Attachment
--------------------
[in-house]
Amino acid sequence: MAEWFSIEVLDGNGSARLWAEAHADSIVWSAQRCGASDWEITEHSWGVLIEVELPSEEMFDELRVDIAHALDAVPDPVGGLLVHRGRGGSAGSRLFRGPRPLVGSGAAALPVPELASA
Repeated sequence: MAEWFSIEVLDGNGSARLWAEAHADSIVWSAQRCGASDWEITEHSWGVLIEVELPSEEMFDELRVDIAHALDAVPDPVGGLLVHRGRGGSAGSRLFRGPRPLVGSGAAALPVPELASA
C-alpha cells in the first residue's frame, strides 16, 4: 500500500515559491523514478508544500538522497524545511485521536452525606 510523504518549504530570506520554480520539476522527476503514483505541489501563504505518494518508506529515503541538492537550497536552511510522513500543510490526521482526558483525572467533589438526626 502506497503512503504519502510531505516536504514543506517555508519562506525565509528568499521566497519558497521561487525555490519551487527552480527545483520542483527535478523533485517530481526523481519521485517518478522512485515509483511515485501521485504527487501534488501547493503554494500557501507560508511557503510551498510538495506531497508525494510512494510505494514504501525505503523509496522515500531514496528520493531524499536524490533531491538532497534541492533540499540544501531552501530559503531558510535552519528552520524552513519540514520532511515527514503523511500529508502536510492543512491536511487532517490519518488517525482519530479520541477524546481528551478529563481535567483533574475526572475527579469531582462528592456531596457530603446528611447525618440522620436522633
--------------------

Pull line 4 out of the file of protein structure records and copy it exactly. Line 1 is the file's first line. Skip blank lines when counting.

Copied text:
C-alpha cells in the first residue's frame, strides 16, 4: 500500500515559491523514478508544500538522497524545511485521536452525606 510523504518549504530570506520554480520539476522527476503514483505541489501563504505518494518508506529515503541538492537550497536552511510522513500543510490526521482526558483525572467533589438526626 502506497503512503504519502510531505516536504514543506517555508519562506525565509528568499521566497519558497521561487525555490519551487527552480527545483520542483527535478523533485517530481526523481519521485517518478522512485515509483511515485501521485504527487501534488501547493503554494500557501507560508511557503510551498510538495506531497508525494510512494510505494514504501525505503523509496522515500531514496528520493531524499536524490533531491538532497534541492533540499540544501531552501530559503531558510535552519528552520524552513519540514520532511515527514503523511500529508502536510492543512491536511487532517490519518488517525482519530479520541477524546481528551478529563481535567483533574475526572475527579469531582462528592456531596457530603446528611447525618440522620436522633